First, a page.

*I am grateful to William P. Coleman who recently corresponded with me at length in his blog http://williampcoleman.wordpress.com on his and my versions of the poem. My use of "shade" instead of "bowers" in line 1 and "strings" instead of "zither" in line 2 owe much to his criticism. 

11 comments:

Andrew W.F. Wong (Huang Hongfa) 黄宏發 said...

I have now revised my rendition of Wang Wei: House in the Bamboo Gvoe as follows:
*Alone I sit in the shade of the bamboo trees,
*My strings I pluck, then, long and loud I sing.
*Deep in the forest, none knows I exist, yet
*The moonlight, as ever, comes to me a-shining.

Frank said...

hi, andrew,

may i submit my translated piece for your comments/amendments? (just wonder what's 'wrong' with 'my zither' in your earlier translation.) thanks!

At My Retreat amid the Bamboos Wang Wei
Seated among quiet bamboos alone,
I play m'zither and whistle with high tone.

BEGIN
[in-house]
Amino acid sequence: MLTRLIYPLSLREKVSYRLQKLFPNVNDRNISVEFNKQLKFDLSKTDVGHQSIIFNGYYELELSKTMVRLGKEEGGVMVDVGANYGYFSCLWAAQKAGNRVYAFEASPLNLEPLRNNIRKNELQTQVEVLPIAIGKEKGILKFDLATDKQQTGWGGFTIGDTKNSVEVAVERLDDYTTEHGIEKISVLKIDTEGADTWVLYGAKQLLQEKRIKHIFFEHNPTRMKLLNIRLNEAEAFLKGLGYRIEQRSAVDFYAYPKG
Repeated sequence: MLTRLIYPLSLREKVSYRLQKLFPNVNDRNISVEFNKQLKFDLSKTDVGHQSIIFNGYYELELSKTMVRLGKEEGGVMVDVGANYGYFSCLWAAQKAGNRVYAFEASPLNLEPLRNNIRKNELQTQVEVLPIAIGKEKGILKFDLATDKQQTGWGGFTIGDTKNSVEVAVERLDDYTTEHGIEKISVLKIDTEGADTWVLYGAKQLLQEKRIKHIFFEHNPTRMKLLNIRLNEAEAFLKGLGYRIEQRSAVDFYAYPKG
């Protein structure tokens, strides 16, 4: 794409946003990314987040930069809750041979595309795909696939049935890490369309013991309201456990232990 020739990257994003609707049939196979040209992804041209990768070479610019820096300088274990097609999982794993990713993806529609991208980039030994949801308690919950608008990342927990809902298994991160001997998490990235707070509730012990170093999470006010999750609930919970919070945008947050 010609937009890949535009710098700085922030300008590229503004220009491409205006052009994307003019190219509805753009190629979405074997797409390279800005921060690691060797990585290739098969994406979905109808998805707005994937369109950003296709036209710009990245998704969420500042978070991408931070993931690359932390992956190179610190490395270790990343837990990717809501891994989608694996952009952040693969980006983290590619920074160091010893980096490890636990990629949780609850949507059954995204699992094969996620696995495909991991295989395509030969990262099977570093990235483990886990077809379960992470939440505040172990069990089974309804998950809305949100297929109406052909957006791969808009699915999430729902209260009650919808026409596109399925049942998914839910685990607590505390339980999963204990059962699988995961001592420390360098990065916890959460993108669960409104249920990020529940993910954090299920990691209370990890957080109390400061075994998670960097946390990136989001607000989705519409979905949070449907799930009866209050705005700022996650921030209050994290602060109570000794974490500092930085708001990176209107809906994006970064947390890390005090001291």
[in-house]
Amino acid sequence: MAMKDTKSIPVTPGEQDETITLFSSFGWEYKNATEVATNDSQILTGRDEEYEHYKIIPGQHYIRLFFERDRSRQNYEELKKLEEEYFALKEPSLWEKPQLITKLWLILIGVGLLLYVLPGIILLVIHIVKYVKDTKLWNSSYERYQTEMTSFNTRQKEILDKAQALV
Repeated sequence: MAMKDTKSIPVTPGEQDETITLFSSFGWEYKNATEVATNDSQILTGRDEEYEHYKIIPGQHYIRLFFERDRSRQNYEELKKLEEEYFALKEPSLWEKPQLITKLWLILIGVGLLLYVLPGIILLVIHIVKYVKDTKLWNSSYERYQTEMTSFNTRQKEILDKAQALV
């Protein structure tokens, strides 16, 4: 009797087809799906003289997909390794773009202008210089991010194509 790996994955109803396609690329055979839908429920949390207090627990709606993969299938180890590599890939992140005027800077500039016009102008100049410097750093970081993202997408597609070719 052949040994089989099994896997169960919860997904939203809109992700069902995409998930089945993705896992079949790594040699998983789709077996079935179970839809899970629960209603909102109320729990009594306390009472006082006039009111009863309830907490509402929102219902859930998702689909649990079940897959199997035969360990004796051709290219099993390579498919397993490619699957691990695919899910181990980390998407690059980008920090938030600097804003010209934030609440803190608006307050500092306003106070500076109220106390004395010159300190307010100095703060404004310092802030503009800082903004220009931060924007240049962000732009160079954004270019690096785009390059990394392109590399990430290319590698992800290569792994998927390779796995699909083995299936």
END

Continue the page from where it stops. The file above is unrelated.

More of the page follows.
In these deep woods, no one else belongs here
Except, my true companion, the moon clear.

Andrew Wang Fat Wong 黃宏發 said...

Dear Frank,

I completed my last revision some 2 years ago with notes added which explain, inter alia,why I use "strings" instead of "zither". This is now attached below. You will notice I have removed all the commas in the lines. You will also notice that I have changed the English title.

王維: 竹里館
Wang Wei (701—761): Bamboo Grove Pavilion

1 獨坐幽篁裏
2 彈琴復長嘯
3 森林人不知
4 明月來相照

1 Alone I sit in the shade of bamboo trees,
2 My strings I pluck then long and loud I sing;
3 Deep in the forest no one knows I exist,